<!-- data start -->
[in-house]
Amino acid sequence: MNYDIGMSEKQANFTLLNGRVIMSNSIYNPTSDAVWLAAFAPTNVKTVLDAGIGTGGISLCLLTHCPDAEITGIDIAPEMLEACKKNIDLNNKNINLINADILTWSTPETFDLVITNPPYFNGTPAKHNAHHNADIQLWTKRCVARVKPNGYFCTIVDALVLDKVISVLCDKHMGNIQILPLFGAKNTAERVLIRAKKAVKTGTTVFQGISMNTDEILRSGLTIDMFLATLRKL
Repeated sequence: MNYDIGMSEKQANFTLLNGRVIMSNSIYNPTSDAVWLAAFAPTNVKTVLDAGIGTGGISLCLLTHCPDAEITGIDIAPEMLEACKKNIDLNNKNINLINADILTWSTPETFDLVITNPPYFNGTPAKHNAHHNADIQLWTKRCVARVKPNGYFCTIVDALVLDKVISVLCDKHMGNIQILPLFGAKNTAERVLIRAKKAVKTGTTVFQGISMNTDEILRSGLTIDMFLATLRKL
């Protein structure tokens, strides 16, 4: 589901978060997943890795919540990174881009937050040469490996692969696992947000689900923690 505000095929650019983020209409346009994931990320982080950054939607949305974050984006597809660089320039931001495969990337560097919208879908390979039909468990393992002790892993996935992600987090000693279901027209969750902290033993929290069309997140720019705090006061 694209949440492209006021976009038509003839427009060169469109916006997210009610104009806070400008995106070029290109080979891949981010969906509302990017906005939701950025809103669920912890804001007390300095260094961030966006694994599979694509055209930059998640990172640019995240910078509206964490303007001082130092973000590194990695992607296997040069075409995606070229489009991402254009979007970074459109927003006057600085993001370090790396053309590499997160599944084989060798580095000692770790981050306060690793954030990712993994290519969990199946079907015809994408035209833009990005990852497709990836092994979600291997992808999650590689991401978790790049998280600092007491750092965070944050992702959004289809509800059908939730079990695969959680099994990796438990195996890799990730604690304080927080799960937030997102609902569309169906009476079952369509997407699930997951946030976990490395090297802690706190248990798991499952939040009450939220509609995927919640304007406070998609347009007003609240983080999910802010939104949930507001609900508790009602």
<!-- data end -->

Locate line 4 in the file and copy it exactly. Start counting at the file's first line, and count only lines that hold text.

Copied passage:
């Protein structure tokens, strides 16, 4: 589901978060997943890795919540990174881009937050040469490996692969696992947000689900923690 505000095929650019983020209409346009994931990320982080950054939607949305974050984006597809660089320039931001495969990337560097919208879908390979039909468990393992002790892993996935992600987090000693279901027209969750902290033993929290069309997140720019705090006061 694209949440492209006021976009038509003839427009060169469109916006997210009610104009806070400008995106070029290109080979891949981010969906509302990017906005939701950025809103669920912890804001007390300095260094961030966006694994599979694509055209930059998640990172640019995240910078509206964490303007001082130092973000590194990695992607296997040069075409995606070229489009991402254009979007970074459109927003006057600085993001370090790396053309590499997160599944084989060798580095000692770790981050306060690793954030990712993994290519969990199946079907015809994408035209833009990005990852497709990836092994979600291997992808999650590689991401978790790049998280600092007491750092965070944050992702959004289809509800059908939730079990695969959680099994990796438990195996890799990730604690304080927080799960937030997102609902569309169906009476079952369509997407699930997951946030976990490395090297802690706190248990798991499952939040009450939220509609995927919640304007406070998609347009007003609240983080999910802010939104949930507001609900508790009602």